This is the final sanction when the school has exhausted all means at its disposal to help a student with their problems. The school must be convinced that to keep a student on-roll would seriously impair the education and/or safety of other students. There are also rare cases when a single incident may cause the Headteacher to recommend permanent exclusion to the Governing Body.
Use of force to control or restrain a student
On rare occasions, it may be necessary for staff to intervene physically to control or restrain a student. Staff are empowered to intervene when necessary by the Education and Inspections Act 2006, Section 93. Parents/carers should be aware that the law permits all adults authorised by the Headteacher to use reasonable force:
- when it is likely that a criminal offence is being committed
- where students may injure themselves or others
- where the behaviour is prejudicial to maintaining good order and discipline at the school or among the students
- when the action occurs on the school premises or during an authorised activity off the premises
- where students may be causing damage to property (including the student’s own property).
The use of force is very much a last resort and will only be used when all alternatives have been tried and have failed. Staff will use their skill and experience to avoid such situations occurring and will act in a professional way, seeking to maintain the dignity and integrity of students in their care.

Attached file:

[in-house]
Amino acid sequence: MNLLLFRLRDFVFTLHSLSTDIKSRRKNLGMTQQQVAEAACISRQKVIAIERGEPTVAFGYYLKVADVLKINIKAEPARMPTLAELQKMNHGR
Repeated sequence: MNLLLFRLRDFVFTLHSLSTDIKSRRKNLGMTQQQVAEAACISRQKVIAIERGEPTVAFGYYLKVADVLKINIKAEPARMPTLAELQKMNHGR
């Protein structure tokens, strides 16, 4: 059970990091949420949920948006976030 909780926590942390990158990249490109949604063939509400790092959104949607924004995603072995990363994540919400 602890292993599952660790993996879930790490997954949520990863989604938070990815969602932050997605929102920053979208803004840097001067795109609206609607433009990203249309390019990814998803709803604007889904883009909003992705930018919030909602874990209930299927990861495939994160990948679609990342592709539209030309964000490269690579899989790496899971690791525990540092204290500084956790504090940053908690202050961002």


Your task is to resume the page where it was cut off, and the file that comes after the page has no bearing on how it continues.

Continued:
Examples of how sanctions are applied
Type of inappropriate behaviour:
Level 1: Occasional failure to meet expectations in relation to work, behaviour or the Code of Conduct
Example of intervention or sanction
- structured discussion
- verbal reprimand
- Break/lunchtime detention
Level 2: Persistent failure to meet expectations in relation to work, behaviour and Code of Conduct
Example of intervention or sanction
- after-school detention
- on report to Head of Year/Head of Faculty
- Initial meeting with parents/carers
Level 3: Serious breach of school rules:
- refusal to accept sanctions for level 1 and 2 offences
- obscene language
- verbal aggression
- physical violence
- refusal to follow instructions
- dangerous behaviour
- persistent bullying
Examples of intervention or sanction:
- physical violence and obscene language will not be tolerated and a fixed exclusion will generally be used for such offences
- internal isolation
- involvement of Schools’ Safety Officer (presently PC Atkinson), in conjunction with school sanctions
- instigation of a Pastoral Support Plan (see appendix 1)
Level 4: Very serious issues and incidents which may have elements of criminality:
- assault on a member of staff
- assault on a student resulting in significant injury
- continuous bullying despite previous interventions
- possession of an offensive weapon
- possession of and/or supplying illegal substances
Examples of intervention or sanction:
- fixed-term exclusion (pending further disciplinary action)